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Headshot of Participant 010Male, age 7 with a complex neuromuscular condition

Date of Report October 28, 2016
Description
As a newborn, the patient would often choke after feeds. His chest and stomach also looked like a seesaw when he would try to breathe (one would go up while the other would go down). At about 8 months old, he had to be air-lifted to the hospital for severe breathing issues. He was found to have vocal cord paralysis, which required a tracheostomy and ventilator.
At 11 months, the patient had a gastronomy tube (G-tube) placed to help with feeding, which was later changed to a gastrojejunal tube (GJ tube). Around this same time, a brain MRI showed nonspecific white matter changes. At 2 years, the patient began to walk independently, but an EMG did show absent/reduced motor nerve responses.
During the course of his life, the patient has had multiple hospital stays for respiratory illnesses. Developmentally, he is in the average range and is able to walk independently.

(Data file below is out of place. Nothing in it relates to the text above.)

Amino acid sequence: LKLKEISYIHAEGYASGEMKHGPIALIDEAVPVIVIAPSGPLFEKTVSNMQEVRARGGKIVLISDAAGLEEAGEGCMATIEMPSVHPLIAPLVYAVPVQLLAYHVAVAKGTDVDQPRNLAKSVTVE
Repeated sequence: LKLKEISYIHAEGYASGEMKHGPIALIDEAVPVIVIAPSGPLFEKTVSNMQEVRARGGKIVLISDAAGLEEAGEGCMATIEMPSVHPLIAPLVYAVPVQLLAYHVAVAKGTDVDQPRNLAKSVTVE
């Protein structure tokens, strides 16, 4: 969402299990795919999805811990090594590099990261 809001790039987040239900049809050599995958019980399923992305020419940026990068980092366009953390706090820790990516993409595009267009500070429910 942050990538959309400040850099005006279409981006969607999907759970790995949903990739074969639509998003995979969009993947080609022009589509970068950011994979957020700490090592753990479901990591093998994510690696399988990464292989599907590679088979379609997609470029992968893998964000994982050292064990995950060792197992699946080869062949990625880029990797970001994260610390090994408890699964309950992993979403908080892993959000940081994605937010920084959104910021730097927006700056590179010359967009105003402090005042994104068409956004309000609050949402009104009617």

Symptoms/Signs
  • Severe, stable motor polyneuropathy
  • Low muscle tone (hypotonia)
  • Dry eye
  • Eyes turn outward (exotropia)
  • Mild nearsightedness (myopia)
  • Vocal cord paralysis
  • Difficulty swallowing (oropharyngeal dysphagia)
  • Excessive saliva production (sialorrhea)
  • Excessive air swallowing (aerophagia)
  • Chronic respiratory failure
  • Collapsed lung (atelectasis)
  • Acid reflux disease (gastroesophageal reflux disease)
  • Gap between larynx and esophagus (laryngeal cleft)
Current treatments
  • Tracheostomy – vocal cord paralysis
  • G-tube – feeding difficulties
Prior treatments
  • Botox injection into vocal cord – vocal cord paralysis
Previously Considered Diagnoses
  • Spinal muscular atrophy
  • Hereditary motor neuropathy
  • Riboflavin transporter disorder
  • Mitochondrial disorder
Contact
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Email: UDN@hms.harvard.edu
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